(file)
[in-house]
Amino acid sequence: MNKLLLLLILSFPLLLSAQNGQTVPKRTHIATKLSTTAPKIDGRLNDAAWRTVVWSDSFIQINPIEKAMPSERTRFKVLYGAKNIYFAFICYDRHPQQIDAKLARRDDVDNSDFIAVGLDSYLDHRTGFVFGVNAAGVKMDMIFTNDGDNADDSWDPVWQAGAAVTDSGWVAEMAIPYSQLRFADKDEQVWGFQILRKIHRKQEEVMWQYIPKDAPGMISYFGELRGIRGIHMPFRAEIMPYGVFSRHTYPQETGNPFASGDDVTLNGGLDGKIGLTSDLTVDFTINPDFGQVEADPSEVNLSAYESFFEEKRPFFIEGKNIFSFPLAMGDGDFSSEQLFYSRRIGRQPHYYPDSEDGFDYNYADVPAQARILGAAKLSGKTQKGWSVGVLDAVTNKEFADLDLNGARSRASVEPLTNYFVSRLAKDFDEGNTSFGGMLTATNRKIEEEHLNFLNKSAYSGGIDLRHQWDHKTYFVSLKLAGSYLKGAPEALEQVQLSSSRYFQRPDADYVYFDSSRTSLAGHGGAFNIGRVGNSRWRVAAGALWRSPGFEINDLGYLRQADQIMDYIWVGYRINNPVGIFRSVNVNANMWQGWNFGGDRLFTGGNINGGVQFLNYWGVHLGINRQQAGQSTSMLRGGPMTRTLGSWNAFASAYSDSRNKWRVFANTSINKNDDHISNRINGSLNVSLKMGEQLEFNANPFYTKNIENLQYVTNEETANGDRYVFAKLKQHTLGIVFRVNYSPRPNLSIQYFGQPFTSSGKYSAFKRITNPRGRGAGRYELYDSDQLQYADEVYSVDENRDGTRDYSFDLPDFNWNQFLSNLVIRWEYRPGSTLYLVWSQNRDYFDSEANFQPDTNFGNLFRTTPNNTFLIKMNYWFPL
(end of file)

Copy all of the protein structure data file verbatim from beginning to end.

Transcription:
[in-house]
Amino acid sequence: MNKLLLLLILSFPLLLSAQNGQTVPKRTHIATKLSTTAPKIDGRLNDAAWRTVVWSDSFIQINPIEKAMPSERTRFKVLYGAKNIYFAFICYDRHPQQIDAKLARRDDVDNSDFIAVGLDSYLDHRTGFVFGVNAAGVKMDMIFTNDGDNADDSWDPVWQAGAAVTDSGWVAEMAIPYSQLRFADKDEQVWGFQILRKIHRKQEEVMWQYIPKDAPGMISYFGELRGIRGIHMPFRAEIMPYGVFSRHTYPQETGNPFASGDDVTLNGGLDGKIGLTSDLTVDFTINPDFGQVEADPSEVNLSAYESFFEEKRPFFIEGKNIFSFPLAMGDGDFSSEQLFYSRRIGRQPHYYPDSEDGFDYNYADVPAQARILGAAKLSGKTQKGWSVGVLDAVTNKEFADLDLNGARSRASVEPLTNYFVSRLAKDFDEGNTSFGGMLTATNRKIEEEHLNFLNKSAYSGGIDLRHQWDHKTYFVSLKLAGSYLKGAPEALEQVQLSSSRYFQRPDADYVYFDSSRTSLAGHGGAFNIGRVGNSRWRVAAGALWRSPGFEINDLGYLRQADQIMDYIWVGYRINNPVGIFRSVNVNANMWQGWNFGGDRLFTGGNINGGVQFLNYWGVHLGINRQQAGQSTSMLRGGPMTRTLGSWNAFASAYSDSRNKWRVFANTSINKNDDHISNRINGSLNVSLKMGEQLEFNANPFYTKNIENLQYVTNEETANGDRYVFAKLKQHTLGIVFRVNYSPRPNLSIQYFGQPFTSSGKYSAFKRITNPRGRGAGRYELYDSDQLQYADEVYSVDENRDGTRDYSFDLPDFNWNQFLSNLVIRWEYRPGSTLYLVWSQNRDYFDSEANFQPDTNFGNLFRTTPNNTFLIKMNYWFPL